They were darker than she’d like, for a six-year-old girl, but Ella’s favorites always seemed to be the ones where the frightening, depressing elements were somehow overcome in the end. Often this resolution was not what she expected, but she liked the surprise even more.

Iris liked to believe that, even at her age, Ella appreciated that you have to go through a lot of struggles before you can get to your happy endings. Maybe she even understood in some way that so-called “happy endings” weren’t ever what you expected them to be, too.
Sometimes she figured she was probably over-thinking it, or even that she was giving Ella too much credit. But other times, while she read to her, she saw a glint of quiet, patient understanding in her eyes, and Iris knew she that neither of those things were true. Ella was smart. Ella was amazing.
“Okay,” she said, sifting through the books in the box, “what do you want to hear?”
“Something… new.”
Iris nodded, searching. One book, near the bottom, still had a bookmark only a few pages into it. The cover was a faded green with Celtic knots around the edges. The pages were yellowed with age and Iris turned them carefully.
She hadn’t gone through the book of Irish tales to weed out the ones that were a little too mature, but the story right after the bookmark looked good enough.
“The Selkie,” she read, her voice soft but commanding, and she began to read.

Friday, February 6

Word of the Day

I made a big pile of these graphics of beautiful words (with an online program; I'm not that awesome) because I'm obsessed.
Words have power and should be known.
Please feel free to comment with your own favorite beautiful words for me to share!

Wednesday, February 4

Interview with a Girl Goddess {Introduction}

As is quite obvious, the primary source of inspiration and magic in my life is the work of Francesca Lia Block.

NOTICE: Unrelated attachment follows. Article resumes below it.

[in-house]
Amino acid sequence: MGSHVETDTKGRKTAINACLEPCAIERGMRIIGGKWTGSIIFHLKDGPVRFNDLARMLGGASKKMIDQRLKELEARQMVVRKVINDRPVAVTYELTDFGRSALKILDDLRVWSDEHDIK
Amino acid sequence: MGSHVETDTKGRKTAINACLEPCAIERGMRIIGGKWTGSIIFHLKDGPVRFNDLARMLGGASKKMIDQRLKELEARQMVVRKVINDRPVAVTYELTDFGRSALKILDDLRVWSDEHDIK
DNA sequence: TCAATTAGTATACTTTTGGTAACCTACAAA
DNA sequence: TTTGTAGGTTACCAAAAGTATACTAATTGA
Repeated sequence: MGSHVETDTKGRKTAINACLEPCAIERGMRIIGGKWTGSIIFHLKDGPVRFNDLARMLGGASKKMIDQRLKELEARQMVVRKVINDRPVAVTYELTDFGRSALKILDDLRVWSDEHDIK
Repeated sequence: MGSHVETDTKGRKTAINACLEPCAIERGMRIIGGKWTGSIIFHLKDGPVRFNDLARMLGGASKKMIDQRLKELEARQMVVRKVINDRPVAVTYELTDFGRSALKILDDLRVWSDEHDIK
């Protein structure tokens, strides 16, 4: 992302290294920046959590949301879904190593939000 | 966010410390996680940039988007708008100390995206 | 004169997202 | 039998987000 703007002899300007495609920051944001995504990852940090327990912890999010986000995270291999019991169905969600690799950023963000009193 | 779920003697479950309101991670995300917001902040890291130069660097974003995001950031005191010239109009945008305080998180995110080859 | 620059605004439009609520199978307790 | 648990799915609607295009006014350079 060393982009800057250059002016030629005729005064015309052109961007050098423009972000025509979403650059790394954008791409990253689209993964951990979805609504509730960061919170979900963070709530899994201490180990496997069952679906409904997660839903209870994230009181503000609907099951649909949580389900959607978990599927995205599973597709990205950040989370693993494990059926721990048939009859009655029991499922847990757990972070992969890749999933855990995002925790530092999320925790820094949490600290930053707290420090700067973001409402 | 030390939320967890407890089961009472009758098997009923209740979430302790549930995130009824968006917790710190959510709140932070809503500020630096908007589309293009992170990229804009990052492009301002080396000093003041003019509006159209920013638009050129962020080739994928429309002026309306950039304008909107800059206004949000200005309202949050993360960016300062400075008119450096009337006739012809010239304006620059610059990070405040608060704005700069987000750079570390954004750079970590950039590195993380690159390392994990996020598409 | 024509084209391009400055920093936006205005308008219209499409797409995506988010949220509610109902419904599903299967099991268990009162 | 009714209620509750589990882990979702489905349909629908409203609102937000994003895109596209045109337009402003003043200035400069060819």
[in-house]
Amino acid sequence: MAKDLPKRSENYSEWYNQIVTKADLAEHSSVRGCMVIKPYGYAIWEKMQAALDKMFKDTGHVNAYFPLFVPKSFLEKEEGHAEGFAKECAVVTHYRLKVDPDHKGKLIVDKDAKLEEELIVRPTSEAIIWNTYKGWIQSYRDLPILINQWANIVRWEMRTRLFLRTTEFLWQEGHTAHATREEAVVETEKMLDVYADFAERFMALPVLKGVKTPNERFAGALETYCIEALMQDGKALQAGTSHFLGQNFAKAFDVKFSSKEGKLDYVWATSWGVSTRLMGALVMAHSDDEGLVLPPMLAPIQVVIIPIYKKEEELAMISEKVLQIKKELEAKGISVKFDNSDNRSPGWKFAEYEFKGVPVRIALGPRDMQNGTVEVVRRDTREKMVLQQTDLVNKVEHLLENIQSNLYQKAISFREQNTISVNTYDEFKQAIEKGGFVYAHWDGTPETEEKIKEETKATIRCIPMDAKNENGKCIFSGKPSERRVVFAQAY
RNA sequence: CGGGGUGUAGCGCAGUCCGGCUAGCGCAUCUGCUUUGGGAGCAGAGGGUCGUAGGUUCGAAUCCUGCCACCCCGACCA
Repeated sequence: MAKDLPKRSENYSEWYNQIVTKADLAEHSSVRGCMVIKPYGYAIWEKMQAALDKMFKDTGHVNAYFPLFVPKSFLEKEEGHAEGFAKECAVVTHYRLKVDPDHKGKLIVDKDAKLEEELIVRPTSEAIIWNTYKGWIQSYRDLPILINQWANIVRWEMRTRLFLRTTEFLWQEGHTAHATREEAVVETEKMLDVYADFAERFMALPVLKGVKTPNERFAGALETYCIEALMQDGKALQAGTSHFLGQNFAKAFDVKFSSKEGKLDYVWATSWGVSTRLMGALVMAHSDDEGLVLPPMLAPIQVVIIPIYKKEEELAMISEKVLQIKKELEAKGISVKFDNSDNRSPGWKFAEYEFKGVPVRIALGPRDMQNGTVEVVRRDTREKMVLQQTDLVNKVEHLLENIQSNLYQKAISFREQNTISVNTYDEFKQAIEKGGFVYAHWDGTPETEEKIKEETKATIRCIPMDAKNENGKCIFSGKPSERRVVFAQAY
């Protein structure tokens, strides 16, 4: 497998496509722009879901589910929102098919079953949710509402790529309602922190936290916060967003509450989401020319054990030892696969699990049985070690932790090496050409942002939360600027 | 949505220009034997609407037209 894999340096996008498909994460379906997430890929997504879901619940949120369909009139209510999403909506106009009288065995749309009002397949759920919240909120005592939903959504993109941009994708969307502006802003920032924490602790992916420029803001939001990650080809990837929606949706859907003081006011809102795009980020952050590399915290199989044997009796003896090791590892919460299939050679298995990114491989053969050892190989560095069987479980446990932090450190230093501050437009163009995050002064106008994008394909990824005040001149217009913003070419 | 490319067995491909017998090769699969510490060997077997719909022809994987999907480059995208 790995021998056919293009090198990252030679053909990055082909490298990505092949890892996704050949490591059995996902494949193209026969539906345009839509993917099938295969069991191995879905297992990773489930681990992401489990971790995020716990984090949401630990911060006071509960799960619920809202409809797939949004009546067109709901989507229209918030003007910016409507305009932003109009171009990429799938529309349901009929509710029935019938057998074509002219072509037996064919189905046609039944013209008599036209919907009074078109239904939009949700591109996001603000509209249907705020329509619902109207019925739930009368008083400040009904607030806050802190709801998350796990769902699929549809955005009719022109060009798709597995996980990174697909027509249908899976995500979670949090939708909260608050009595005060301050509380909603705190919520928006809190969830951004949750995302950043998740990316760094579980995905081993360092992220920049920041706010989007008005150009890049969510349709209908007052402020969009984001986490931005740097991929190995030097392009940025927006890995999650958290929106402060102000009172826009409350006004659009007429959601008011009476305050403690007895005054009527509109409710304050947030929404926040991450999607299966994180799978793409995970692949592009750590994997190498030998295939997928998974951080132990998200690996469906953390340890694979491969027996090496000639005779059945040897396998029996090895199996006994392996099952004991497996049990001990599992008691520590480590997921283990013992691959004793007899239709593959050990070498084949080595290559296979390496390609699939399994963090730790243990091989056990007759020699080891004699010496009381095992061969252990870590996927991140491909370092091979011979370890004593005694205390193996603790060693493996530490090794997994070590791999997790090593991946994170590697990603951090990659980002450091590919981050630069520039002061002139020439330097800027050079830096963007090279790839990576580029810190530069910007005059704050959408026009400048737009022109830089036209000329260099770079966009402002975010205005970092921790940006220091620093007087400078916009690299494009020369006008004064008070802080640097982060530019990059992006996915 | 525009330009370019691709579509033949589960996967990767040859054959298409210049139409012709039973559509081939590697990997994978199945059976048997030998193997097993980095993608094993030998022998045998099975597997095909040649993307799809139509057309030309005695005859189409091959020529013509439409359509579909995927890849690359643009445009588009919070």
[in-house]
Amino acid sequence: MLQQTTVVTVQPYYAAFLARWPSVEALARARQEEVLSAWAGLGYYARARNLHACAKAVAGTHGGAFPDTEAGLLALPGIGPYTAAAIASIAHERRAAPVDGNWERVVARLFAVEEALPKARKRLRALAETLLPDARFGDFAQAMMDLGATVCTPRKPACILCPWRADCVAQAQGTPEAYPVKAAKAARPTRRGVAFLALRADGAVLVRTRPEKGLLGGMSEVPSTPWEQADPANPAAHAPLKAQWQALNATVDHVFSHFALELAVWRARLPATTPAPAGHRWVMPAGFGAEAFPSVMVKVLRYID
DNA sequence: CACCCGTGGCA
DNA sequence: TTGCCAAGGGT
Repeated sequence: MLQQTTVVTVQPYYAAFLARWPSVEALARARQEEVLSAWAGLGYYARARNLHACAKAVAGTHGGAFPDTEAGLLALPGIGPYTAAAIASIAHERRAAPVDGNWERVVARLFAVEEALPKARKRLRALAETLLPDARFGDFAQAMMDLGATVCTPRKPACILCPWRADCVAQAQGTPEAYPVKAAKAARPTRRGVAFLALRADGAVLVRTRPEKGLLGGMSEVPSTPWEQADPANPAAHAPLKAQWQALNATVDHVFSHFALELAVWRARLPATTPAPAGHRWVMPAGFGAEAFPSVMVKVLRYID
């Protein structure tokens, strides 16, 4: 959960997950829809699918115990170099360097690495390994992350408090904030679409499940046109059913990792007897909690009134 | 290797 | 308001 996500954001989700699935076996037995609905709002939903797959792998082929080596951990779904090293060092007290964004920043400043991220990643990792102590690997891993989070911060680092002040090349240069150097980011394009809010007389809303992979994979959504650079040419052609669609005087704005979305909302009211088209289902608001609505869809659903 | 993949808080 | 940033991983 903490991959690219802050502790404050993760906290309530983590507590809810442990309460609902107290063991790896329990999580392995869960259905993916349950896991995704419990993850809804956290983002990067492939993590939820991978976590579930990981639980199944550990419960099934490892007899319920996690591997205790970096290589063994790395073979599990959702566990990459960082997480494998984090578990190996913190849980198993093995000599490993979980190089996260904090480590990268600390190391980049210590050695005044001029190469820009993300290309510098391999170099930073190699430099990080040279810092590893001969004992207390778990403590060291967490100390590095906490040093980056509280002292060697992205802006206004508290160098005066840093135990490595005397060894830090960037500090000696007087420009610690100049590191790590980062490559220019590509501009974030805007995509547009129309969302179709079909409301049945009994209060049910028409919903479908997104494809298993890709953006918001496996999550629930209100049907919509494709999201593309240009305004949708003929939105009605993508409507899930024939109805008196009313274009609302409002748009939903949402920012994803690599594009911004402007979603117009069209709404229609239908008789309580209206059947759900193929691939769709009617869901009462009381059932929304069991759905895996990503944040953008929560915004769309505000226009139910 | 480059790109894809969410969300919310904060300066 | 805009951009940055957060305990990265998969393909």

Weetzie Bat makes me want to find magic in every moment of my life
Echo drives me to explore and appreciate those around me
The Hanged Man reminds me to stay strong through conflict
Ecstasia whispers that I need to dance
Baby Be-Bop wraps its arms around me and tells me to love more
Primavera reminds me that I am loved, even when I forget
a chunk of my FLB library
Missing Angel Juan sends me on a journey to find myself when I'm lost and lonely
Necklace of Kisses reminds me that love is alive, even as time goes by
Teen Spirit helps me let go of loss and look ahead
Love in a Time of Global Warming feeds my sense of adventure
Roses & Bones shines the magic of fairy tales into real life
I Was A Teenage Fairy pushes me to live my own life, through its struggles and pain, and find beauty and love
The Elementals brings me back to my self, reminding me of my longing for magic and my need to hold on to reality, and to meld the two internal desires
...and... honestly... there's so much more!

So when the idea of interviewing the Girl Goddess herself became a sudden and unexpected possibility, I kind of freaked out.
And then it actually happened.
Our exchange was via email, so she couldn't see me fangirl-ing out like crazy, which is probably a good thing.

What's kind of extra neat is that this quickly became an exercise in understanding my appreciation of another person.
What do you ask a writer you've read and adored for fifteen years? With every book I've finished and poem I've devoured, what thoughts jumped out at me that I need to ask about?
It's actually a really hard thing to do...
Do you ask questions that might make them laugh? Questions about their writing (doesn't everyone do that?) or their process? Hard-hitting questions about the meaning of life? Their favorite color? How do you choose?
I tried to do research ahead of time, checking out as many previous interviews from sites and magazines. The last thing I wanted to do was ask the same questions other people ask over and over!

A lot of interviews I found seemed to focus on the themes of her books and how they came about, so I tried to focus more on her self, her life, and her outlook on the world around her.
via google search
I think I still ended up with a few cliche questions, but, as a whole... I can't even describe how excited this has made me. It's... kind of amazing.
Especially since she was extremely understanding and nice about the whole thing. Despite my degree, I'm a terrible journalist and get really flustered when I talk to people I see as famous/important/awesome and get really nervous. She was really nice and also seemed down-to-earth, and it made my day to read her emails.

So! Please continue on and read my Q & A with the girl goddess, dangerous angel herself, Francesca Lia Block!

Word of the Day 1.0